Abuse, the silent problem.

01 March 2017

Caring for the elderly is complex. Though your organization carefully selects employees and volunteers, it might one day be faced with allegations of abuse. By recognizing potential exposure and understanding the need for a prevention program and training, your organization will be ready to respond should an incident occur. By choosing to include abuse coverage into your commercial insurance package, you can take a step further to help protect your organization.

Abuse is usually excluded from Commercial General Liability (CGL) policies. By adding abuse coverage to your insurance package, your organization will be financially protected in the event of allegations of abuse against your employees, volunteers and/or organization. How does it protect you? It includes:

  • Lawyer's fees, experts' fees and expenses such as disbursements, expenses incurred in the counseling, negotiation, arbitration or appeal
  • Internal investigation expenses
  • Additional expenses, such as rehabilitation, mental health services, medication and medical expenses in the event of an insured claim, your organization will be covered for up to $10M per occurrence, up to $20M in aggregate for one year, and your Commercial General Liability (CGL) limits will not be impacted.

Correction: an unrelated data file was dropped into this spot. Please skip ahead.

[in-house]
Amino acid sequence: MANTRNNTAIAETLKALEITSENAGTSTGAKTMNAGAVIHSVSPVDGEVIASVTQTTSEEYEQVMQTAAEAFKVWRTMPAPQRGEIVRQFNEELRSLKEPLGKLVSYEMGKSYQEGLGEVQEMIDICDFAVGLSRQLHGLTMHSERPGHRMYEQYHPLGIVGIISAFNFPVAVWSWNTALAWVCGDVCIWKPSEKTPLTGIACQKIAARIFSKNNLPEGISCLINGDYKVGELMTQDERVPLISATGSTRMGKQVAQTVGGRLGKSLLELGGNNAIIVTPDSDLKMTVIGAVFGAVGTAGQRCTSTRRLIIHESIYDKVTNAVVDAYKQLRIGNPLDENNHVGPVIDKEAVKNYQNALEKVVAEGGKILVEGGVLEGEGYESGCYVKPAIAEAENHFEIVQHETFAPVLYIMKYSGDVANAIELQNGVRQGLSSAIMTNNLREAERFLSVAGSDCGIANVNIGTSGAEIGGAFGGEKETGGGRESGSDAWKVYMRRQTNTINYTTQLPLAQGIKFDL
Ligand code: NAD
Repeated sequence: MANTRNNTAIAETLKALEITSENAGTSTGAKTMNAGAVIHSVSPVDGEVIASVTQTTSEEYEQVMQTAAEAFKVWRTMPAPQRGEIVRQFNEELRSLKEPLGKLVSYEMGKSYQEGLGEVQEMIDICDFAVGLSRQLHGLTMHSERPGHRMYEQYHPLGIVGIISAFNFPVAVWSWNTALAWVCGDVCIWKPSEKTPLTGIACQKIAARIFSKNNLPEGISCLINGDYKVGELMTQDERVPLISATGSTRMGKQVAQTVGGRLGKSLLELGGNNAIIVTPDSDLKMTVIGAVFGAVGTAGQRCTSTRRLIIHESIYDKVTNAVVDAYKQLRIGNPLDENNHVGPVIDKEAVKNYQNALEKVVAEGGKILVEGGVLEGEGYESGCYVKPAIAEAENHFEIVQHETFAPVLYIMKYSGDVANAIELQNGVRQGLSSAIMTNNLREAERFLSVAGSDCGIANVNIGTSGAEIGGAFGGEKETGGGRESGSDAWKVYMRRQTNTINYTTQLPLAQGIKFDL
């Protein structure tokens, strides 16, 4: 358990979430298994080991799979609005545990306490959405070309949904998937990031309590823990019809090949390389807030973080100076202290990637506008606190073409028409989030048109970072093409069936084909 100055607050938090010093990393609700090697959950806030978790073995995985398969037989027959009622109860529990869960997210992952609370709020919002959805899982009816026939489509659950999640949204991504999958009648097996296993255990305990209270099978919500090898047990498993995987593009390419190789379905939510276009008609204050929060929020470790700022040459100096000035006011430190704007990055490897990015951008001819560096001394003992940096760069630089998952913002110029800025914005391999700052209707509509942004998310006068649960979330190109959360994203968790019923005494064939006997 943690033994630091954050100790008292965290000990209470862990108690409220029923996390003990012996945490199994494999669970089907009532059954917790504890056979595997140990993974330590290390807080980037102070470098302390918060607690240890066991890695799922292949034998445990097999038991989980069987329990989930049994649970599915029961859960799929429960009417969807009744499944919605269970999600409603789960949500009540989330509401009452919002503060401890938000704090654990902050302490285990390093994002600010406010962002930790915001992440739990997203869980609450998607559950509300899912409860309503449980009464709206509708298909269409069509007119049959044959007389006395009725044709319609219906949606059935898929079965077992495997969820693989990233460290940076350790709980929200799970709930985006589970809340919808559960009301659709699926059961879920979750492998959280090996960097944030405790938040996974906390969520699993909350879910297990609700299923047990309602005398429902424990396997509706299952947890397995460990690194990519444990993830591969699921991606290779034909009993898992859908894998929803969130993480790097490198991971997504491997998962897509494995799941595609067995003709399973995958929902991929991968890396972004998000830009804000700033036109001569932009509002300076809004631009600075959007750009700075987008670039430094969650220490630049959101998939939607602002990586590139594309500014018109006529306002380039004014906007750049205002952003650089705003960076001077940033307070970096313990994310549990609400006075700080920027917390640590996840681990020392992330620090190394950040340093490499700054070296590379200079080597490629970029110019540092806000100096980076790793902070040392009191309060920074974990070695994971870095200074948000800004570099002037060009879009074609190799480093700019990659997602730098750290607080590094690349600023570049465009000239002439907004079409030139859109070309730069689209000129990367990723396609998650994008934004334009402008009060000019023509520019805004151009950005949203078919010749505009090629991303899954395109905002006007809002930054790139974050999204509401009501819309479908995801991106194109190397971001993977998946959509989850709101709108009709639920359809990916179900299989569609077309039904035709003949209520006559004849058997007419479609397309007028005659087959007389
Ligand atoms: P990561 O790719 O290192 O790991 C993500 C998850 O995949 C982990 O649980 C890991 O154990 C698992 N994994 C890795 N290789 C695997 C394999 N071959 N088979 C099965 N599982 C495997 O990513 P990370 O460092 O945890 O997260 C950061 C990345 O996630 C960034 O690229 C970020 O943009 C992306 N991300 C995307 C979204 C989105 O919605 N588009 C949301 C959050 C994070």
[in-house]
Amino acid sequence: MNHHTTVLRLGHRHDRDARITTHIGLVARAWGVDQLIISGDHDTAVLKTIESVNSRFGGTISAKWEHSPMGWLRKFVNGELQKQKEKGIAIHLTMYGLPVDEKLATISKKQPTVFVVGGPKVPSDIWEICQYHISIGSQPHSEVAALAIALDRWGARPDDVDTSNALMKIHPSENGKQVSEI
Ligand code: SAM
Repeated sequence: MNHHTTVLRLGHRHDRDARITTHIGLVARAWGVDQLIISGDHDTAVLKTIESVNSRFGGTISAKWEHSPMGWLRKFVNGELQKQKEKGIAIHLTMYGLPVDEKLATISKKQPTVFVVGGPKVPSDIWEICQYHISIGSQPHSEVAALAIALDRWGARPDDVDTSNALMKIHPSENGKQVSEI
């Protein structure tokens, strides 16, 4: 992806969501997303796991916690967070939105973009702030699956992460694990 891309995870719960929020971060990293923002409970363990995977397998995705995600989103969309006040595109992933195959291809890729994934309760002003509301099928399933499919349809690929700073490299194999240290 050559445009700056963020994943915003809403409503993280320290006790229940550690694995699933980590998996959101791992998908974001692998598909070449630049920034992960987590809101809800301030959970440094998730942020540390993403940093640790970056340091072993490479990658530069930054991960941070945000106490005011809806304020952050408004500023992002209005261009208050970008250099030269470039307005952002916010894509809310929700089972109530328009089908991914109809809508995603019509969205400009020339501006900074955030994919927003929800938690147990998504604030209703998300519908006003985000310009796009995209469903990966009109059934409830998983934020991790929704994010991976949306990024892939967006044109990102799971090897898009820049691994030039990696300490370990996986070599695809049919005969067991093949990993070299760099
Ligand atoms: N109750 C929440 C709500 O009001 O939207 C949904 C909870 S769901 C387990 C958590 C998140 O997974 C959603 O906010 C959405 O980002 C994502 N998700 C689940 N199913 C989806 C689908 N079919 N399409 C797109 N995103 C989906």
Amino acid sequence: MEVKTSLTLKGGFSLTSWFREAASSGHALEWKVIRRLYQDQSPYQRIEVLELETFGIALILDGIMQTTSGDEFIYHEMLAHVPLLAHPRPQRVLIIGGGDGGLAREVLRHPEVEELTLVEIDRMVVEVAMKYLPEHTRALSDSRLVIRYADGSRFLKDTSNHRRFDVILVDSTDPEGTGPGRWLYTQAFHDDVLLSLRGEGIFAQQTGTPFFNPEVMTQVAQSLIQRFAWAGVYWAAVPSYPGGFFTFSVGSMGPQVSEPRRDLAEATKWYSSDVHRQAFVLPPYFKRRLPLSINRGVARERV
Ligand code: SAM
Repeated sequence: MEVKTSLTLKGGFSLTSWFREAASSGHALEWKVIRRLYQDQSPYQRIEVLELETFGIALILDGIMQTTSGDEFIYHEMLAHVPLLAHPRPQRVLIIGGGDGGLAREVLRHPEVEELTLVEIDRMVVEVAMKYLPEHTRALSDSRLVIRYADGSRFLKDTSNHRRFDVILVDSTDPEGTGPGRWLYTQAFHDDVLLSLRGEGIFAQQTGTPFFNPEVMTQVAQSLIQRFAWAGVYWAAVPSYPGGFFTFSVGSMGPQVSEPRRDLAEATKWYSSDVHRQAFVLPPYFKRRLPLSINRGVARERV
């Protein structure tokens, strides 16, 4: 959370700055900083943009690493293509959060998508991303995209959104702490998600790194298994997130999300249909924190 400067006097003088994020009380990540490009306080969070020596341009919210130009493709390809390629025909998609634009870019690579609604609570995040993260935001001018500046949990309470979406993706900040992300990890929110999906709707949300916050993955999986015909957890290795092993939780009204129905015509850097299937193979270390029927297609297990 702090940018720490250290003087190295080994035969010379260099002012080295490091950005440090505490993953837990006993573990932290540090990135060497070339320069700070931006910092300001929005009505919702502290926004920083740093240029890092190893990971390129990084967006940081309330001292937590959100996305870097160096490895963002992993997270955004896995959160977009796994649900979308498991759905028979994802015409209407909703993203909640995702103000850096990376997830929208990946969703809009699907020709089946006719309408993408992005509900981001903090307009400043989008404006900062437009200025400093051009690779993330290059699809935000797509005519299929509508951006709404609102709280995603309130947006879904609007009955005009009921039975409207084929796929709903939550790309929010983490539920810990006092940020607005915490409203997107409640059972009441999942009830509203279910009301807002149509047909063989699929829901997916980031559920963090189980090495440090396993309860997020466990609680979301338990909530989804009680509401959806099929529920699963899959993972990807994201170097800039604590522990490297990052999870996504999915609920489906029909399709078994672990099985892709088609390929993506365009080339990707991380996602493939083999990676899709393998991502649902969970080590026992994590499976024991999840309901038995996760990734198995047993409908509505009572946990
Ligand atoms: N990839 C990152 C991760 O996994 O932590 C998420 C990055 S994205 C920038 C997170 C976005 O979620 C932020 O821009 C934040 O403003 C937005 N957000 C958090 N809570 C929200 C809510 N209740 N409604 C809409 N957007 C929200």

Elder abuse has become increasingly common across Canada. In 2015, more than three-quarters of a million Canadian seniors suffered some form of abuse, including physical, sexual, psychological, financial abuse and neglect. In Ontario alone, there may be as many as 200,000 seniors being abused – often in silence. 1 Although a universal definition of the term ‘elder abuse’ does not exist, Health Canada has defined it as “the physical, psychosocial or financial mistreatment of a senior” – through deliberate action or inaction – by someone they should be able to reply upon. Power and control underlie all abuse situations.

There are five main categories of elder abuse:

  1. Emotional or psychological abuse is the infliction of mental anguish or suffering. It is the highest form of elder abuse 
  2. Financial abuse is the second most common form of abuse and includes theft, fraud or any improper use of a senior’s assets or funds. A report shows that adult children or grandchildren are responsible for 37% of financial abuse (while 10% is being committed by strangers)1 
  3. Physical abuse is the use of unnecessary force, causing pain, injury or harm to a senior. Any act of violence or rough treatment causing injury or physical discomfort qualifies as physical abuse 
  4. Neglecal is the refusal or failure to provide services or necessary care to a senior 
  5. Sexual abuse is characterized as non-consensual sexual activity or inappropriate comments of a sexual nature directed at a senior 

Other types of elder abuse include medication abuse (this could be withholding medication or overmedicating), medical abuse (any treatment done without the informed consent of the senior) or the violation of civil/human rights (for example: denial of privacy, denial of visitors or mail censorship).